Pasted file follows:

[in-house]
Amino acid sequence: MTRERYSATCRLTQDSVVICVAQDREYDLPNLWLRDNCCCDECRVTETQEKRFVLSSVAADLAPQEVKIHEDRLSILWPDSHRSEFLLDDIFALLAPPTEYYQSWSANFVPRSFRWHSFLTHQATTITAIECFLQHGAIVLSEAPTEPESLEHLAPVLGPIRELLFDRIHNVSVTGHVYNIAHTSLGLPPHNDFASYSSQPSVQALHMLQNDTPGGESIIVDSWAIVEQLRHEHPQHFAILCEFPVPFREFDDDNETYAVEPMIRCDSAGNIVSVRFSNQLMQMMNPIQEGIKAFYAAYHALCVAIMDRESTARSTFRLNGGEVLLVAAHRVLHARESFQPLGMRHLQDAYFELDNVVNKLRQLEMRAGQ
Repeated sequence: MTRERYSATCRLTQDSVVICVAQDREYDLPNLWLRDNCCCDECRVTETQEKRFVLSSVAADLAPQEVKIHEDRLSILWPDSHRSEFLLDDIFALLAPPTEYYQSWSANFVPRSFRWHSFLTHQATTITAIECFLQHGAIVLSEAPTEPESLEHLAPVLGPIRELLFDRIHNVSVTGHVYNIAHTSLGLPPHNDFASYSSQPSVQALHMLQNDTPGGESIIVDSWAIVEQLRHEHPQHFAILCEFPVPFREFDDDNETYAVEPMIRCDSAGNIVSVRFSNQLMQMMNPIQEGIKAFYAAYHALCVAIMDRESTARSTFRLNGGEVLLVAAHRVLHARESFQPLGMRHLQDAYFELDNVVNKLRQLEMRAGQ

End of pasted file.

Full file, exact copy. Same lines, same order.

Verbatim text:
[in-house]
Amino acid sequence: MTRERYSATCRLTQDSVVICVAQDREYDLPNLWLRDNCCCDECRVTETQEKRFVLSSVAADLAPQEVKIHEDRLSILWPDSHRSEFLLDDIFALLAPPTEYYQSWSANFVPRSFRWHSFLTHQATTITAIECFLQHGAIVLSEAPTEPESLEHLAPVLGPIRELLFDRIHNVSVTGHVYNIAHTSLGLPPHNDFASYSSQPSVQALHMLQNDTPGGESIIVDSWAIVEQLRHEHPQHFAILCEFPVPFREFDDDNETYAVEPMIRCDSAGNIVSVRFSNQLMQMMNPIQEGIKAFYAAYHALCVAIMDRESTARSTFRLNGGEVLLVAAHRVLHARESFQPLGMRHLQDAYFELDNVVNKLRQLEMRAGQ
Repeated sequence: MTRERYSATCRLTQDSVVICVAQDREYDLPNLWLRDNCCCDECRVTETQEKRFVLSSVAADLAPQEVKIHEDRLSILWPDSHRSEFLLDDIFALLAPPTEYYQSWSANFVPRSFRWHSFLTHQATTITAIECFLQHGAIVLSEAPTEPESLEHLAPVLGPIRELLFDRIHNVSVTGHVYNIAHTSLGLPPHNDFASYSSQPSVQALHMLQNDTPGGESIIVDSWAIVEQLRHEHPQHFAILCEFPVPFREFDDDNETYAVEPMIRCDSAGNIVSVRFSNQLMQMMNPIQEGIKAFYAAYHALCVAIMDRESTARSTFRLNGGEVLLVAAHRVLHARESFQPLGMRHLQDAYFELDNVVNKLRQLEMRAGQ